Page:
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Can't We Get Along: On Board Games and Player Interaction

Updated on November 28, 2014

While the gamer subculture may have its distinctions from mainstream culture, one common ground twixt gamers and non-gamers is that of board games. Whether it is checkers, chess, or Ticket to Ride, everyone has had some exposure to a board game at one time or another; how that impacted them (preferably for the positive) is irrelevant to the point that everyone has come into contact with a board game at some point. Despite this commonality there are unfortunate stereotypes that may make certain games under-appealing to play simply because they are labeled as a board game. To further exacerbate the situation, many games can only be defined as board games and yet define such categorization. To shed light on this topic, lets paint the scene with the broadest strokes by discussing board games in terms of how players interact with one another throughout game play.

So what is so hard to understand about board games? You play on a board, move your piece(s) around and try to win. Well . . .



Board games can be defined as being played on a pre-marked surface (i.e. the board) with tokens or markers. However, games like Carcassonne and Dominoes cannot be described as anything but board games and yet do not have a board to be played on. We could then say that the table is the board, we could revise the definition to say that it is any game that can be played on a table surface. Unfortunately, this makes things even murkier because now we are including miniature combat games, card games, and role-playing games (among many other categories) in this overly-broad definition.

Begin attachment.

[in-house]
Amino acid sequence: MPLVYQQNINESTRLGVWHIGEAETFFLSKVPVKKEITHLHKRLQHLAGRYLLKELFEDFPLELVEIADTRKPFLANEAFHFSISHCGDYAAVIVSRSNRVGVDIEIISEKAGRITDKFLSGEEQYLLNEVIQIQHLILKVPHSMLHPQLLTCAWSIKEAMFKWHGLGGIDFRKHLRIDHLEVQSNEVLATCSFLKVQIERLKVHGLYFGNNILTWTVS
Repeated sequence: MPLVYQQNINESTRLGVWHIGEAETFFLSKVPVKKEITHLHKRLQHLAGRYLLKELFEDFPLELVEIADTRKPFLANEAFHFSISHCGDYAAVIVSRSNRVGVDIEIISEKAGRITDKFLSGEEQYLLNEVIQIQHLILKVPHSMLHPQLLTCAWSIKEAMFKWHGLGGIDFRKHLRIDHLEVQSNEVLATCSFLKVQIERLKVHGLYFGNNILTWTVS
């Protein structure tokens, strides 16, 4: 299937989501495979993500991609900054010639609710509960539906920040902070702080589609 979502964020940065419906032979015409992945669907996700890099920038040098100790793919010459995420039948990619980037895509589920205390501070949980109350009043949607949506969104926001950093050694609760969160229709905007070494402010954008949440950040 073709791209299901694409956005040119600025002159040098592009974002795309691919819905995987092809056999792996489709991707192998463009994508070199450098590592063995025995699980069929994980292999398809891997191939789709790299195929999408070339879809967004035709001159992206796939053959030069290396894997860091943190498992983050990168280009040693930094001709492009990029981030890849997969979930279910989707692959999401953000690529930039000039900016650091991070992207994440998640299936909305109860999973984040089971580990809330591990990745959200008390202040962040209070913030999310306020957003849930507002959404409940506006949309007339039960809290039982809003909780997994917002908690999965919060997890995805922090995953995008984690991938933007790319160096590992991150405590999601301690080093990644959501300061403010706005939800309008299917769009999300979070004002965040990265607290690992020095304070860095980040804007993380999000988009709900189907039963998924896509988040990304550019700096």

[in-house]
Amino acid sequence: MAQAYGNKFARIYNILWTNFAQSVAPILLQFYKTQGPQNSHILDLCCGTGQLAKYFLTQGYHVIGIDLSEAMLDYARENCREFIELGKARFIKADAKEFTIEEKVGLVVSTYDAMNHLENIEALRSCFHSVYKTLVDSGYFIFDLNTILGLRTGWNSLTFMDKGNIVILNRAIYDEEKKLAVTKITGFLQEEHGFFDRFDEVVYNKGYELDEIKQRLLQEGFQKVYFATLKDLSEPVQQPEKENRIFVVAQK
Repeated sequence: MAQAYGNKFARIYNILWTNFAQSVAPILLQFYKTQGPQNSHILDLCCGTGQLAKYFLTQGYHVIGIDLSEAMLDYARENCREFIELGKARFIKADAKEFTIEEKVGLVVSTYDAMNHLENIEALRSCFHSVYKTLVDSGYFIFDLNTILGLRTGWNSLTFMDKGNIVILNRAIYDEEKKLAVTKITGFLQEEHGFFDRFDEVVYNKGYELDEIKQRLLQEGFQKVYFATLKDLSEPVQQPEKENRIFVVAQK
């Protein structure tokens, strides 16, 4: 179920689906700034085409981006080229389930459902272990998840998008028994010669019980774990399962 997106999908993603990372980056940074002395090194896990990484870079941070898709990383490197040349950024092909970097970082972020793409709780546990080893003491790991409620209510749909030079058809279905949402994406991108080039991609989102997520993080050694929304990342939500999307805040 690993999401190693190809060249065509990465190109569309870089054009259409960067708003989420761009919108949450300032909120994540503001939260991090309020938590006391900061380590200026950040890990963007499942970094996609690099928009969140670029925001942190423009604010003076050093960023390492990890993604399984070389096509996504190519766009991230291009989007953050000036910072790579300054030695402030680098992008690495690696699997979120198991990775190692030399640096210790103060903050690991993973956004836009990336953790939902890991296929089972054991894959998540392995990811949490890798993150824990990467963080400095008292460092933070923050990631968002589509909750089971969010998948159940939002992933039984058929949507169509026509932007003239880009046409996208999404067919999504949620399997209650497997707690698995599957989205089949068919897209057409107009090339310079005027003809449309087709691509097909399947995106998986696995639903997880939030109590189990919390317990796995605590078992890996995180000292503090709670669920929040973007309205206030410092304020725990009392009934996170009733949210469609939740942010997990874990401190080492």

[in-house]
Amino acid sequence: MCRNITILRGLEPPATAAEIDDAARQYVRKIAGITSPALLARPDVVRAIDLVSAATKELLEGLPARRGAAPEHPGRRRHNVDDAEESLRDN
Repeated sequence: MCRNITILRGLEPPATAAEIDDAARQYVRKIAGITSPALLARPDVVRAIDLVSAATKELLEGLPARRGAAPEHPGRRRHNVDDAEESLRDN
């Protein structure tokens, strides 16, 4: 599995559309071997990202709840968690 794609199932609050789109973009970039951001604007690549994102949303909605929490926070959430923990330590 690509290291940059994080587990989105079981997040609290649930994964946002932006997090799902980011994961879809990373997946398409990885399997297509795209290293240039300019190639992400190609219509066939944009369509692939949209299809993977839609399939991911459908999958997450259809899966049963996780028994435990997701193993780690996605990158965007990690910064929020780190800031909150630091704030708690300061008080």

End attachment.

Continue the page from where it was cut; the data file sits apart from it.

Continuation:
In order to narrow the definition down to what we mean when discussing board games, let’s start eliminating variables. If we were to say that while some board games allow the players to act as specific characters, but inhibits their choices drastically, that would help differentiate between board games and role-playing games. Many board games use cards as part of game play, but collectability is not a factor in the design or function of the cards used (i.e. you don’t need to buy additional packs of cards to play Monopoly or other board games that use cards). Likewise, whenever one does buy a board game, it contains just about everything you need to play (except maybe scrap paper or pencils depending on the game).

So with these factors in place we can attempt to define board games as: